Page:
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Monday, 19 March 2012
Page: 2186

Senator RONALDSON (Victoria) (20:38): What a remarkable 20 minutes. I find it quite extraordinary—and Senator Brown will slink out of here now—that a leader of a political party can come into this place and actually—

Senator Bob Brown: Madam Acting Deputy President, on a point of order: you can see that I am not slinking anywhere. I think that the senator ought to be careful about misrepresenting what is happening in this Senate.

The ACTING DEPUTY PRESIDENT ( Senator Stephens ): Thank you. There is no point of order.

Senator RONALDSON: I am sure if there was a rock about you would find some way of slipping under it. I have heard some remarkable contributions. You come in here, Senator Brown—through you, Madam Acting Deputy President—and accuse the Clerk of being biased. Did you ring the Clerk before you came in and say, 'I'm going to accuse you of being biased tonight'? Did you have the intestinal fortitude to do that, Senator Brown? No, you did not. You are a gutless piece of work. You are attacking the person that we have put in here to protect ourselves and you have not even—

Senator Milne: Madam Acting Deputy President, on a point of order: the standing orders require that remarks be made through the chair and that there are not reflections of the kind that Senator Ronaldson is making on other senators. I would ask that you draw to Senator Ronaldson's attention a requirement to speak through the chair and not to adversely reflect on other senators.

The ACTING DEPUTY PRESIDENT: Senator Ronaldson, please make your remarks through the chair, and we are debating this bill. Try and contain your remarks to the bill.

Senator RONALDSON: I think I had referred my remarks through you but I will continue to do so and perhaps repeat what I said through you, Madam Acting Deputy President. What a despicable performance we have seen from Senator Brown tonight who has called the Clerk of the Senate biased. That is what Senator Brown has done tonight. I would have thought—

Senator Bushby interjecting

Senator RONALDSON: It should be referred to the President; you are right, Senator Bushby. In fact, I will ask you to refer that to the President, Madam Acting Deputy President. But I will go on. It is remarkable to me that Senator Brown did not even have the guts to give the Clerk notice that he would be making these outrageous comments tonight. I think the comments themselves are despicable. Now he has slinked out. The fact that he has not even given the Clerk the opportunity to be here and hear those comments, I think, is lower than low. He has gone and he will not return, and I cannot believe that the deputy leader of the Greens, Senator Milne, is prepared to accept that what her boss has just done is appropriate. She has got her head buried down as she would because she is embarrassed. Senator Ludlam is embarrassed, and every one of the Greens on that side is absolutely embarrassed about their behaviour.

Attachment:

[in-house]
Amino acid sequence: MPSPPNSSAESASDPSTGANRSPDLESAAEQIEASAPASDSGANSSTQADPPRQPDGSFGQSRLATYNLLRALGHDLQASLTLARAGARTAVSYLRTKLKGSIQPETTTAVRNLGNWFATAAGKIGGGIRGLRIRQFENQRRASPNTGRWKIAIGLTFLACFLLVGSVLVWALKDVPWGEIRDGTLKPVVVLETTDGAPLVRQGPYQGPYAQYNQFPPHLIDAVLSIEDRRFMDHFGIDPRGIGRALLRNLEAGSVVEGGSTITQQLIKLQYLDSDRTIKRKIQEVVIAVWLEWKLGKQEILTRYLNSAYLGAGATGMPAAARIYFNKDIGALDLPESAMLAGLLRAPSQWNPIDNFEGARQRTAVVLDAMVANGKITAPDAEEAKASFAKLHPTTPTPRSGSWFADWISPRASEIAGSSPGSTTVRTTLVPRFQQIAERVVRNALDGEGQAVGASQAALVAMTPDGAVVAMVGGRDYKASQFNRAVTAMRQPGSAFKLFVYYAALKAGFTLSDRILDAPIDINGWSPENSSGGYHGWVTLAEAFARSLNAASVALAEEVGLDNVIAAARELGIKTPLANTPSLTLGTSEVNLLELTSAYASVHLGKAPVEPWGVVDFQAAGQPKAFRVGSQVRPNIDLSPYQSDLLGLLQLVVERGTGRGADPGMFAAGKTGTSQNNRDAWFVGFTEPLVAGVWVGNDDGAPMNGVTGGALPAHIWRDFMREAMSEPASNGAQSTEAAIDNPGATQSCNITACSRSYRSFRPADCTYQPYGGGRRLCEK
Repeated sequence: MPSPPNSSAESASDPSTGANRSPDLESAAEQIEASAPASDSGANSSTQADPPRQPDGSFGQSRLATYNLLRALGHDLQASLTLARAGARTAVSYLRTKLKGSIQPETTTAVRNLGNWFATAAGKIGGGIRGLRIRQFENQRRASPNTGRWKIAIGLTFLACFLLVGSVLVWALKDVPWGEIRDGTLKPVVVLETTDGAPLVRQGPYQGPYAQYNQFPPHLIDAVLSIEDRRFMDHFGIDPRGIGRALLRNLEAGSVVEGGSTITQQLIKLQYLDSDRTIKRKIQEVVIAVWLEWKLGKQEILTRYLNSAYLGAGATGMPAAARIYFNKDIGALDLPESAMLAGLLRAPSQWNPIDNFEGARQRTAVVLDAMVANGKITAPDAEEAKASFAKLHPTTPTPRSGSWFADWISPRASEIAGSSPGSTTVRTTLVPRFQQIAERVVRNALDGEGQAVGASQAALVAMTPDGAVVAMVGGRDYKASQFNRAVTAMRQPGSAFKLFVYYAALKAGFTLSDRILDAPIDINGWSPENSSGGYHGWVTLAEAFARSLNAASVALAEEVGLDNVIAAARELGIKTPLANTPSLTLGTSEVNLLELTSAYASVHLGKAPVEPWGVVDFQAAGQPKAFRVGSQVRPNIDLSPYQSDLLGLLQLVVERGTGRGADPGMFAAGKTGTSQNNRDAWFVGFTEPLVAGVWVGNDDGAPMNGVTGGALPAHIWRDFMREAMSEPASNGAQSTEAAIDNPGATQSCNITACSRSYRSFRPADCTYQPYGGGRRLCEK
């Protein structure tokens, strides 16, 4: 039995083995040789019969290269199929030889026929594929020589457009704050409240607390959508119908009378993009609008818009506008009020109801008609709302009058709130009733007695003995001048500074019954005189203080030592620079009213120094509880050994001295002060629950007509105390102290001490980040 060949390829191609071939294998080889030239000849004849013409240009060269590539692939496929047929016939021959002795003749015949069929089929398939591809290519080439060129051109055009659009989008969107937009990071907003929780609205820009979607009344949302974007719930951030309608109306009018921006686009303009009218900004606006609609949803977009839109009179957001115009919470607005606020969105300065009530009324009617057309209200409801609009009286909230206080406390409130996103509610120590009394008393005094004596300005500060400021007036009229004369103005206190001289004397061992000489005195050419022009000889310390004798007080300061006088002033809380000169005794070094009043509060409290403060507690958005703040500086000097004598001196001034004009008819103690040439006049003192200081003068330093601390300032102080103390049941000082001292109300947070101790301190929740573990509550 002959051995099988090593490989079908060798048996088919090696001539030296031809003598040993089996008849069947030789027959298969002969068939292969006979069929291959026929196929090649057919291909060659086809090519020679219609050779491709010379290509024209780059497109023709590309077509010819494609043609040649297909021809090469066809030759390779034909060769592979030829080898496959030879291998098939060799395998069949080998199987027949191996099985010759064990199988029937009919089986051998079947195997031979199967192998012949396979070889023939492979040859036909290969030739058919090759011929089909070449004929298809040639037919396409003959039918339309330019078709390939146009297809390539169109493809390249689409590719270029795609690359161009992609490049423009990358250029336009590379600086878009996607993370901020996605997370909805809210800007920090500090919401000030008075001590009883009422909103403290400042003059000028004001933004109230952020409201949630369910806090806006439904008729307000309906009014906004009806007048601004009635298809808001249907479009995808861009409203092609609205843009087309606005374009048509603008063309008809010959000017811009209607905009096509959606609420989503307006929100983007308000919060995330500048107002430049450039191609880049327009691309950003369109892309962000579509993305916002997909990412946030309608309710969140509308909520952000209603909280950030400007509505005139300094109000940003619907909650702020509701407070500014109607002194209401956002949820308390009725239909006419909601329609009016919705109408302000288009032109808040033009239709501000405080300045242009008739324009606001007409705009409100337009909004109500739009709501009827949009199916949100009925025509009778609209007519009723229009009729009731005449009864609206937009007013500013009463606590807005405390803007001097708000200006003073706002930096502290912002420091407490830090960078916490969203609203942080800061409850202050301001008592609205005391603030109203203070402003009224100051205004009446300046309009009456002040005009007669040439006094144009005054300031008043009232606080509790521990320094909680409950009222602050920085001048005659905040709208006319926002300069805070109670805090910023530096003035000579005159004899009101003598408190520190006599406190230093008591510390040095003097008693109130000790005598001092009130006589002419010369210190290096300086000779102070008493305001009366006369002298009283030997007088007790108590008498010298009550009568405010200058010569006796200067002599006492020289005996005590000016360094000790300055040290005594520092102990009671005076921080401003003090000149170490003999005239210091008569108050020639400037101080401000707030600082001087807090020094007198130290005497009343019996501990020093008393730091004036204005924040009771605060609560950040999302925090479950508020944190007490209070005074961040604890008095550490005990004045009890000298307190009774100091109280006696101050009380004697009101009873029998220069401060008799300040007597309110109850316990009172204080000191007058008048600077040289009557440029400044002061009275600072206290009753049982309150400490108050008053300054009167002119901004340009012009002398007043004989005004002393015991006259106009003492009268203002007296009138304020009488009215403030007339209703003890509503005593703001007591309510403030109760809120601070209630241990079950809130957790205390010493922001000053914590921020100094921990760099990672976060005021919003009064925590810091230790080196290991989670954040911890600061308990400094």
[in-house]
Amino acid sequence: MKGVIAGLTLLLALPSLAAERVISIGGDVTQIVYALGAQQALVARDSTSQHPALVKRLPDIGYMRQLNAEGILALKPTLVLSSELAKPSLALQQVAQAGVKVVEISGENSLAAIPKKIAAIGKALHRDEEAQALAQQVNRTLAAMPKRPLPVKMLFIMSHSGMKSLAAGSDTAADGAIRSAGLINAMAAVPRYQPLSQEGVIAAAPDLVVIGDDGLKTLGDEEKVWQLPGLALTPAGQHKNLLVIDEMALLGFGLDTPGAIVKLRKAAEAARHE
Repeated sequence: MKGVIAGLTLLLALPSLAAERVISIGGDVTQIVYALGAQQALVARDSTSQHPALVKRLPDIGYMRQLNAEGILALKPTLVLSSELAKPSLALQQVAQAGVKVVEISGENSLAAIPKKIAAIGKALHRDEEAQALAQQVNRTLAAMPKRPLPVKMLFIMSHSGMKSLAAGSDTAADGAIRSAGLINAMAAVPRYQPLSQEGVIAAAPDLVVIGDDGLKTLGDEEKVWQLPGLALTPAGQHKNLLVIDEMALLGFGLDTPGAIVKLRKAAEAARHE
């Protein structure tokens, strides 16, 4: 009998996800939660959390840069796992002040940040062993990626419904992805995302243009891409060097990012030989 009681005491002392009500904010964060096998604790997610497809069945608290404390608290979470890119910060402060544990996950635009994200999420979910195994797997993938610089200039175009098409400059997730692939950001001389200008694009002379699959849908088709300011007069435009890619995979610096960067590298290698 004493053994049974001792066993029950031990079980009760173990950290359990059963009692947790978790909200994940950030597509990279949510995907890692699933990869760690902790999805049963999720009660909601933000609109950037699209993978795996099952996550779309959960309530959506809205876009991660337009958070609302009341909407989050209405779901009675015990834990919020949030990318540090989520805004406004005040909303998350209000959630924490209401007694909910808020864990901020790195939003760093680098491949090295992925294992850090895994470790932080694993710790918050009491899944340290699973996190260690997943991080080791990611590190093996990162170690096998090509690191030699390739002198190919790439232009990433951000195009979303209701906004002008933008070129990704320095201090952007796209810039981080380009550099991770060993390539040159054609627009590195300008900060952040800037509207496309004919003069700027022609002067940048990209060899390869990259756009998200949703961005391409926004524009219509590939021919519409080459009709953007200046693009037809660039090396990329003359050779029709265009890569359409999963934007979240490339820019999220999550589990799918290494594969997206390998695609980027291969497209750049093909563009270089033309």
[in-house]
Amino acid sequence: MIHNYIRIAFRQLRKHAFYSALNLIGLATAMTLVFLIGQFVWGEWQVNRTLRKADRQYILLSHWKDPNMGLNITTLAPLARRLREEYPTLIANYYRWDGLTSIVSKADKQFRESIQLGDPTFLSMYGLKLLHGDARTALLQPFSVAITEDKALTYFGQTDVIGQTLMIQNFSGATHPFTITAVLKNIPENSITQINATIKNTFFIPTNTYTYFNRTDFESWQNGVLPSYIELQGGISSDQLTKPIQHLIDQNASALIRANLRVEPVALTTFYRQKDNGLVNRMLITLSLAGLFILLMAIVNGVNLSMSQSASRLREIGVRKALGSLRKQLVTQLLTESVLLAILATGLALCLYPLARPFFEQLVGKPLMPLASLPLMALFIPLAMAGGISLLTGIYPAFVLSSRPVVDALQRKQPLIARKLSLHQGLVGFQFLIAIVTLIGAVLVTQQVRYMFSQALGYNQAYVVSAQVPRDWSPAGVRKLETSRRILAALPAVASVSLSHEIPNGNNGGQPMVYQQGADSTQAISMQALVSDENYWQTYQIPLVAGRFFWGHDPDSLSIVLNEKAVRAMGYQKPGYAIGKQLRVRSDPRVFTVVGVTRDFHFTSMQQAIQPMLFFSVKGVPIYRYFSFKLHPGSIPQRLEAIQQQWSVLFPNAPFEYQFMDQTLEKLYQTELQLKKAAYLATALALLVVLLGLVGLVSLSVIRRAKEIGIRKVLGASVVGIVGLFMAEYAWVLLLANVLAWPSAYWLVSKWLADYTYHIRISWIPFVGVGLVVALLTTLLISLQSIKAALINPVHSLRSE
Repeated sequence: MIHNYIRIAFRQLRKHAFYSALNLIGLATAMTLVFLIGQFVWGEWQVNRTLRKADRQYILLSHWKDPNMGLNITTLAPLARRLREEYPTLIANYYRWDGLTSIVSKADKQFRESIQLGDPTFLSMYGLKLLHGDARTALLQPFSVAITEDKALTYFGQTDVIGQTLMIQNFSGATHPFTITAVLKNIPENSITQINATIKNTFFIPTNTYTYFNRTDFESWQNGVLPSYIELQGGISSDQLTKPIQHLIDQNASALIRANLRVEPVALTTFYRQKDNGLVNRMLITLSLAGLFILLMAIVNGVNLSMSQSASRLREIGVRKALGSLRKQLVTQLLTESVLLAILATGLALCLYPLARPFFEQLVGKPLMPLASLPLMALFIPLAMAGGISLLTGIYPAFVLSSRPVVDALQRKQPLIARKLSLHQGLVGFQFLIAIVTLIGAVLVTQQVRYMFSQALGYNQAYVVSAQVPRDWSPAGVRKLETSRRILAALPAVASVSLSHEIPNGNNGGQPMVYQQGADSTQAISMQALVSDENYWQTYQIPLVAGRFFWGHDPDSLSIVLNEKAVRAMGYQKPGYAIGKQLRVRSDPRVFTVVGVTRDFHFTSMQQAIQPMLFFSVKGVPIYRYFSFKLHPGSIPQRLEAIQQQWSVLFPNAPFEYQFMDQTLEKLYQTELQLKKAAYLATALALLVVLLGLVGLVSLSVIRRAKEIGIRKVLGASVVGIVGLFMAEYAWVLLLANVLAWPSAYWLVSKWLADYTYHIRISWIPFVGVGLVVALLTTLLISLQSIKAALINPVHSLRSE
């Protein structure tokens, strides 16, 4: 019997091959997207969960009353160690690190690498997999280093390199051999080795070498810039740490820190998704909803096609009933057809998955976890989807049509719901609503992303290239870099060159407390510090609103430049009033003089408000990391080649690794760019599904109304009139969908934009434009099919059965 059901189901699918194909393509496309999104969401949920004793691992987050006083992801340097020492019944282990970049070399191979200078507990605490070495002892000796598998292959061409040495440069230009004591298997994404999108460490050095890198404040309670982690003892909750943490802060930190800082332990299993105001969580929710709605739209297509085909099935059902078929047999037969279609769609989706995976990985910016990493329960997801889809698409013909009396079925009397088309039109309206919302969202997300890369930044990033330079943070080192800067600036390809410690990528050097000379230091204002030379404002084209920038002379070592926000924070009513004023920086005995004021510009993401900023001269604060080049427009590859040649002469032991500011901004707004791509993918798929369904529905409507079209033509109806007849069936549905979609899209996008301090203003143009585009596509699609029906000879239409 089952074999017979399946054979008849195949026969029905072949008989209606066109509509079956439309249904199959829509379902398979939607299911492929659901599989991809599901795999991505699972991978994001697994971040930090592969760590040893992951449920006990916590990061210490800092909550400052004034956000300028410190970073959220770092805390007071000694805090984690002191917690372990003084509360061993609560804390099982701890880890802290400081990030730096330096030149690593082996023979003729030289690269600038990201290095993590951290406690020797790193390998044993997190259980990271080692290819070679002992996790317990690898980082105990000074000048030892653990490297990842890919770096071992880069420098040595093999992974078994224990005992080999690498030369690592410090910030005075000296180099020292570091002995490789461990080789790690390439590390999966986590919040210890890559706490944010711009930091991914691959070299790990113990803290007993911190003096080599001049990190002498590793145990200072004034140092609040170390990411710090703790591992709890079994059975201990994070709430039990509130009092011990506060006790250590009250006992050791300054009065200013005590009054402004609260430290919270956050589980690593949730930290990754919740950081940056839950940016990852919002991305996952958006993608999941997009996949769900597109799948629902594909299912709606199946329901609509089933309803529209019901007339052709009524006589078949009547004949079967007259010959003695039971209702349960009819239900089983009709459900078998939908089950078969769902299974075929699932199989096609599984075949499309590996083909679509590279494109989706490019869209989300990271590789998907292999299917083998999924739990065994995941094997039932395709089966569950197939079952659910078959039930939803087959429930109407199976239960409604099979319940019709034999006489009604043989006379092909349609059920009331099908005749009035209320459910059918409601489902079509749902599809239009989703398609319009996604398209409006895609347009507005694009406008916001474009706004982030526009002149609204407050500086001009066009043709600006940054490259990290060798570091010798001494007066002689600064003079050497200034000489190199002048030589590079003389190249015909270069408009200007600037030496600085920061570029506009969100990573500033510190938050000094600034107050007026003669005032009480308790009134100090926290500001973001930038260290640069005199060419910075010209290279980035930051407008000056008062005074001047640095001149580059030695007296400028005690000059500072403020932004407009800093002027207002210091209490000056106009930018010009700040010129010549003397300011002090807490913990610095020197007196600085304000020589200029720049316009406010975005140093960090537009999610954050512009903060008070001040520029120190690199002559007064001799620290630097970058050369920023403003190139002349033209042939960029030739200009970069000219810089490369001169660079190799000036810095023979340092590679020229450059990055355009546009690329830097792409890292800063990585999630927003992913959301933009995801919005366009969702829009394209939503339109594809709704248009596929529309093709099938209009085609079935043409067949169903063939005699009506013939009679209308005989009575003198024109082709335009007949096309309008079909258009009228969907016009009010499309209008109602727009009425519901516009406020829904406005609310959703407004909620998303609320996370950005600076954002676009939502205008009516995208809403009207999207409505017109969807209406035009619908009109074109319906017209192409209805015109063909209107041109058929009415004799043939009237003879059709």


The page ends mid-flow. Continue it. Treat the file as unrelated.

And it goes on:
Senator Milne: Madam Acting Deputy President, on a point of order: I refer you to standing order 193, the rules of debate. I would ask that Senator Ronaldson contain his remarks and be civil in his comments.

The ACTING DEPUTY PRESIDENT: Thank you. There is no point of order. Senator Ronaldson, continue and be mindful of your personal remarks.

Senator RONALDSON: Thank you very much. Civility!—after the 20 minutes we have just had. I wonder if Phil Coorey is listening. I wonder whether Mr Coorey is listening to what was said about him. I am sure that was a reflection on him, Senator Milne. I bet Mr Coorey did not get a phone call to say, 'I'm going to make some comments about you in the chamber tonight.' We have had an attack on Mr Coorey and then we had an attack on the Clerk. There was a show on TV I remember when I was a kid called Precious Pupp, and here we have the leader of the Greens as the 'Precious Pupp' of Australian politics. He is the walking glass jaw. When everything else fails, he will attack someone else. What a gutless wonder he is. I hope Mr President, when he has a look at this, will see this as totally—

Senator Milne: Madam Acting Deputy President, on a point of order: I refer you to standing order 203, infringement of order, when a senator is persistently guilty of disorderly conduct, uses objectionable words and refuses to withdraw such words. I would ask him to withdraw his words relating to Senator Brown. They are unparliamentary, and I seek that he withdraw them.

The ACTING DEPUTY PRESIDENT: Senator Ronaldson, I ask you to be circumspect about using terms such as 'gutless wonder' and to refrain from repeating those forms of abuse.

Senator RONALDSON: I will take that admonishment, Madam Acting Deputy President. I want to refer to some of Senator Brown's other comments tonight. You could never have heard a better case for Senator Brown to vote against this legislation than the speech he just gave. The reason he has put up his amendments is the reason he should vote against this bill if the amendments do not get up. We know the amendments are unconstitutional, we know the referral is unconstitutional, so his amendments will not get up. If Senator Brown was serious about this, if that 20 minutes was not just a rave and a rant that was quite meaningless, he would vote against this bill on the basis of his royalty comments alone. If the uncertainty that Senator Brown is talking about and the impacts of that certainty are left—using his words—to continue, then he will vote against the bill, surely, on the back of that. I do not know who this economics expert is that Senator Brown was referring to. The gentleman may well be—

Senator Bushby: A staffer.